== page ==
"Our proposal of a conference was rejected by Germany. Russia, France, and Italy all accepted it. Our proposal that Germany suggest some means of peaceful settlement met with no success, nor did the Czar's proposal. No impartial judgment of any kind was to be permitted to enter. It was a case of Europe submitting to the Teutonic will or going to war.

"If the conference in London in the Balkan crisis of 1912-13 had been worked to the disadvantage of Germany or her allies, the German reluctance for a conference in 1914 would have been intelligible, but no more convincing pledge of fair play and a single-minded desire for a fair settlement than the conduct of that conference in London has ever been given.

"And in 1914, after Serbia had accepted nine-tenths of Austria's demands, a settlement of the outstanding questions would have been easy. Russia ordered no general mobilization till Germany had refused the conference and till German preparations for war were far ahead of Russia's. Germany declared war on Russia when Austria was showing every disposition to come to terms, and Germany was in fact at war with Russia four or five days before Austria was, though the quarrel at that time was one that primarily concerned Austria and not Germany.

"These two methods of settling international disputes—the method of negotiation and the method of war—I ask you to consider in the light of this struggle. Do we not see the disaster of the war method conclusively shown?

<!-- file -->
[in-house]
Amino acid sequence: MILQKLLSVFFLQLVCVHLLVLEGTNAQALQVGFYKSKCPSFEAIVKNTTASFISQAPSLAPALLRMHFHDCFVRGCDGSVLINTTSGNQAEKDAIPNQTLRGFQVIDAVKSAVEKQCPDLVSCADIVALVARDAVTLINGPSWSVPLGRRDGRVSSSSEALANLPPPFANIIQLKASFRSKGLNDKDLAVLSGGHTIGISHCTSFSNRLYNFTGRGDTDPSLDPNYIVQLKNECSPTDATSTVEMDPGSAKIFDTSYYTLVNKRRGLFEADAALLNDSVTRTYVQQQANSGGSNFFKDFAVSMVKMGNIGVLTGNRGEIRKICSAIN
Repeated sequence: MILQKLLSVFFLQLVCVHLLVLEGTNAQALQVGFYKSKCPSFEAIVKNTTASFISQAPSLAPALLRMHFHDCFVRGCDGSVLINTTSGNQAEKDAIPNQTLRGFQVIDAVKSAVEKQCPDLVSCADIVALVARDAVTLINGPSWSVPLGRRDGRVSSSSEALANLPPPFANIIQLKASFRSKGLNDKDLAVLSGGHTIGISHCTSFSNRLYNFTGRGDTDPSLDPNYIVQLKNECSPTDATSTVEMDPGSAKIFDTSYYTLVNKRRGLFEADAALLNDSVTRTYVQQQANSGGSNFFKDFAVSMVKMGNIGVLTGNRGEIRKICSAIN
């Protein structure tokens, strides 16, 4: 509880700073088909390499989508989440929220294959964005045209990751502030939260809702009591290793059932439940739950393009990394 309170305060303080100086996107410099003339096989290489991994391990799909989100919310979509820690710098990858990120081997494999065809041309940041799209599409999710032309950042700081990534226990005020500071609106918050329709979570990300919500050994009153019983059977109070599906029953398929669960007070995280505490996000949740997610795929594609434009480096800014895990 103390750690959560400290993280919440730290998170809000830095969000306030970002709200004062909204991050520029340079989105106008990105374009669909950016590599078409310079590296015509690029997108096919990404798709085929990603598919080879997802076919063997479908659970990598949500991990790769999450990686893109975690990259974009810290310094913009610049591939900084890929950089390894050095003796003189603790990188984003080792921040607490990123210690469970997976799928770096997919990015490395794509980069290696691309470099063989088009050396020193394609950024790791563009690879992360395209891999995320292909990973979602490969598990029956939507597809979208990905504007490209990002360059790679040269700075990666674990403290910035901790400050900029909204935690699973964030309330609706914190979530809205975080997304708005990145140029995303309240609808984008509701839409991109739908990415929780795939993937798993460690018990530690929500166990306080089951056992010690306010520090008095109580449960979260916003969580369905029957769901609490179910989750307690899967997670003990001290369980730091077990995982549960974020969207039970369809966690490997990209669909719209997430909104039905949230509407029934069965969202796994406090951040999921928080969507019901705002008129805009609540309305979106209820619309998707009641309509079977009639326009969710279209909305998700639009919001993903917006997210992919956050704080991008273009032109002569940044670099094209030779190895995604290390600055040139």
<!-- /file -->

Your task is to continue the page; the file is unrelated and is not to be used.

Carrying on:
"How much better would have been a conference or a reference to The Hague in 1914 than what has happened since industry and commerce have been dislocated; the burdens of life heavily increased, millions of men slain, maimed, or blinded; international hatred deepened and intensified, and the very fabric of civilization menaced? These have come from the war method.

"The conference we proposed, or The Hague reference proposed by the Czar, would have settled the quarrel in a little time. I think a conference would have settled it in a week, and all these calamities would have been averted. Moreover a thing of vast importance we should have gone a long way toward laying the foundations of international peace."

"Do you think the neutrals ever will be able to help toward peace?" he was asked.

"The injustice done by the war has got to be set right. The Allies can tolerate no peace that leaves the wrongs of this war unredressed. When persons come to me with pacific counsels I think they should tell me what sort of peace they have in mind. They should let me know on which side they stand, for the opponents do not agree. If they think, for example, that Belgium was innocent of offense, that she has been unspeakably wronged, that she should be set up again by those who threw her down, then it seems to me that they should say so. Peace counsels that are purely abstract and make no attempt to discriminate between the rights and wrongs of this war are ineffective, if not irrelevant."